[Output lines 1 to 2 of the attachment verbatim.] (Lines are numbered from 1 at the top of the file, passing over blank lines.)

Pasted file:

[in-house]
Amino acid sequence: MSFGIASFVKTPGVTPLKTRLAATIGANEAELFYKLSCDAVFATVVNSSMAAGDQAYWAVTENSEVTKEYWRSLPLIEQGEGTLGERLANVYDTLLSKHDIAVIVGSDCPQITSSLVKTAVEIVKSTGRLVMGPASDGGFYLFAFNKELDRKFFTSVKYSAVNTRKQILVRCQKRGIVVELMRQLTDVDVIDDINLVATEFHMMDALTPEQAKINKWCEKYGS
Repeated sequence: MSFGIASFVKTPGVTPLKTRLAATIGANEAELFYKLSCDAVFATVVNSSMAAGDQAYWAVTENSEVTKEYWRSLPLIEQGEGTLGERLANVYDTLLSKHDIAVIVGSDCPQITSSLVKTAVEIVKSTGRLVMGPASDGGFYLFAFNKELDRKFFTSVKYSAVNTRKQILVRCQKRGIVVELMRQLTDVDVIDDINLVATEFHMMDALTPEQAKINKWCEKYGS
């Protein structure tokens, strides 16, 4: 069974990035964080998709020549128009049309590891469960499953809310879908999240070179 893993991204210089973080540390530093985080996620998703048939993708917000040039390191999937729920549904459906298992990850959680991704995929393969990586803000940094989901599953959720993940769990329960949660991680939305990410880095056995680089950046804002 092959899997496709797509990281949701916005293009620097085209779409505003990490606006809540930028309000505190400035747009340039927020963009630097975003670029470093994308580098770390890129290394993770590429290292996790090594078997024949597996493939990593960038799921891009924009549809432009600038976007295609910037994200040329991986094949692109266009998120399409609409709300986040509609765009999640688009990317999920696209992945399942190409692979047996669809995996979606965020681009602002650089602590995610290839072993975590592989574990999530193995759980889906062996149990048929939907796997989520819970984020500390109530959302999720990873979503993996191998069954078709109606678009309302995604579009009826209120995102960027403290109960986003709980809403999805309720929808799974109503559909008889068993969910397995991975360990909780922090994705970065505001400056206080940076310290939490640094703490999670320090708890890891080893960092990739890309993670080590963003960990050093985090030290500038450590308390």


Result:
[in-house]
Amino acid sequence: MSFGIASFVKTPGVTPLKTRLAATIGANEAELFYKLSCDAVFATVVNSSMAAGDQAYWAVTENSEVTKEYWRSLPLIEQGEGTLGERLANVYDTLLSKHDIAVIVGSDCPQITSSLVKTAVEIVKSTGRLVMGPASDGGFYLFAFNKELDRKFFTSVKYSAVNTRKQILVRCQKRGIVVELMRQLTDVDVIDDINLVATEFHMMDALTPEQAKINKWCEKYGS